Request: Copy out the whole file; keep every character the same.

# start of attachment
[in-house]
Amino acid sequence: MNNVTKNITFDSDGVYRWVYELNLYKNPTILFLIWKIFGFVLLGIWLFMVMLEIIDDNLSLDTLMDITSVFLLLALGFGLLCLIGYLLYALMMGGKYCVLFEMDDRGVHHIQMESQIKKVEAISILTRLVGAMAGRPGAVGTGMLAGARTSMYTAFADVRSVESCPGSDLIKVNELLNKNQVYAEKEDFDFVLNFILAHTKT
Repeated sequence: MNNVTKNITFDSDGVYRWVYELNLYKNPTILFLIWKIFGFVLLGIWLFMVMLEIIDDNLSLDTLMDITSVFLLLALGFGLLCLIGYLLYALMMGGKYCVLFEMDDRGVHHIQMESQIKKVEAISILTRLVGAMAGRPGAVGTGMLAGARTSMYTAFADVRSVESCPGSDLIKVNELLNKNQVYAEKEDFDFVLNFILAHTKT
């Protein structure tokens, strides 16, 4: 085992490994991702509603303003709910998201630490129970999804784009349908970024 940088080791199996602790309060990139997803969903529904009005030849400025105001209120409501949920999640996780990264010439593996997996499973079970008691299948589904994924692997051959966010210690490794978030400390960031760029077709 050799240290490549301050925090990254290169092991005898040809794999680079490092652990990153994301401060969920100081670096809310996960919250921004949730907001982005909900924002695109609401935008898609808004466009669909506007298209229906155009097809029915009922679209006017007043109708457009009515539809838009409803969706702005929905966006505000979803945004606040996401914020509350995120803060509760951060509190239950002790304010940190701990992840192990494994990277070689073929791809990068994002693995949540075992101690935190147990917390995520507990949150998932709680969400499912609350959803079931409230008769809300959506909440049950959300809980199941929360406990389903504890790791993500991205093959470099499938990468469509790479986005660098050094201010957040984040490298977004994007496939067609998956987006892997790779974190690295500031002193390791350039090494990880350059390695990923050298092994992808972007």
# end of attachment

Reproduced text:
[in-house]
Amino acid sequence: MNNVTKNITFDSDGVYRWVYELNLYKNPTILFLIWKIFGFVLLGIWLFMVMLEIIDDNLSLDTLMDITSVFLLLALGFGLLCLIGYLLYALMMGGKYCVLFEMDDRGVHHIQMESQIKKVEAISILTRLVGAMAGRPGAVGTGMLAGARTSMYTAFADVRSVESCPGSDLIKVNELLNKNQVYAEKEDFDFVLNFILAHTKT
Repeated sequence: MNNVTKNITFDSDGVYRWVYELNLYKNPTILFLIWKIFGFVLLGIWLFMVMLEIIDDNLSLDTLMDITSVFLLLALGFGLLCLIGYLLYALMMGGKYCVLFEMDDRGVHHIQMESQIKKVEAISILTRLVGAMAGRPGAVGTGMLAGARTSMYTAFADVRSVESCPGSDLIKVNELLNKNQVYAEKEDFDFVLNFILAHTKT
């Protein structure tokens, strides 16, 4: 085992490994991702509603303003709910998201630490129970999804784009349908970024 940088080791199996602790309060990139997803969903529904009005030849400025105001209120409501949920999640996780990264010439593996997996499973079970008691299948589904994924692997051959966010210690490794978030400390960031760029077709 050799240290490549301050925090990254290169092991005898040809794999680079490092652990990153994301401060969920100081670096809310996960919250921004949730907001982005909900924002695109609401935008898609808004466009669909506007298209229906155009097809029915009922679209006017007043109708457009009515539809838009409803969706702005929905966006505000979803945004606040996401914020509350995120803060509760951060509190239950002790304010940190701990992840192990494994990277070689073929791809990068994002693995949540075992101690935190147990917390995520507990949150998932709680969400499912609350959803079931409230008769809300959506909440049950959300809980199941929360406990389903504890790791993500991205093959470099499938990468469509790479986005660098050094201010957040984040490298977004994007496939067609998956987006892997790779974190690295500031002193390791350039090494990880350059390695990923050298092994992808972007």